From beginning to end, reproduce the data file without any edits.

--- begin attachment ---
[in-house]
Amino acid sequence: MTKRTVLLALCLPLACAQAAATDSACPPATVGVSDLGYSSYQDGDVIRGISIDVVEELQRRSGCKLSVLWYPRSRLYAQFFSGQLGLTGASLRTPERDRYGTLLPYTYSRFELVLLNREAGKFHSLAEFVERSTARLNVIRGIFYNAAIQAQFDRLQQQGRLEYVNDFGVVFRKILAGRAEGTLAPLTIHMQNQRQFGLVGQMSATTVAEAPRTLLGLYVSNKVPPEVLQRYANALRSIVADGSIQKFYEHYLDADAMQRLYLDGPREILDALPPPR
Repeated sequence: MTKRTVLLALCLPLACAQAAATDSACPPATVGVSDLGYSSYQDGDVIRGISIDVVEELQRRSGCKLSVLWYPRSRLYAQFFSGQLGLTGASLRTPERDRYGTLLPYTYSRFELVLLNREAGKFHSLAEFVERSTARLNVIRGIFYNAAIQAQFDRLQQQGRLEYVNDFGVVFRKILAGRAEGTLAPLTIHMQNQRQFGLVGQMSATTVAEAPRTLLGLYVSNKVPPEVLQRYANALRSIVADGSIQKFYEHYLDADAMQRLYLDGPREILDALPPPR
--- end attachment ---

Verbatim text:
[in-house]
Amino acid sequence: MTKRTVLLALCLPLACAQAAATDSACPPATVGVSDLGYSSYQDGDVIRGISIDVVEELQRRSGCKLSVLWYPRSRLYAQFFSGQLGLTGASLRTPERDRYGTLLPYTYSRFELVLLNREAGKFHSLAEFVERSTARLNVIRGIFYNAAIQAQFDRLQQQGRLEYVNDFGVVFRKILAGRAEGTLAPLTIHMQNQRQFGLVGQMSATTVAEAPRTLLGLYVSNKVPPEVLQRYANALRSIVADGSIQKFYEHYLDADAMQRLYLDGPREILDALPPPR
Repeated sequence: MTKRTVLLALCLPLACAQAAATDSACPPATVGVSDLGYSSYQDGDVIRGISIDVVEELQRRSGCKLSVLWYPRSRLYAQFFSGQLGLTGASLRTPERDRYGTLLPYTYSRFELVLLNREAGKFHSLAEFVERSTARLNVIRGIFYNAAIQAQFDRLQQQGRLEYVNDFGVVFRKILAGRAEGTLAPLTIHMQNQRQFGLVGQMSATTVAEAPRTLLGLYVSNKVPPEVLQRYANALRSIVADGSIQKFYEHYLDADAMQRLYLDGPREILDALPPPR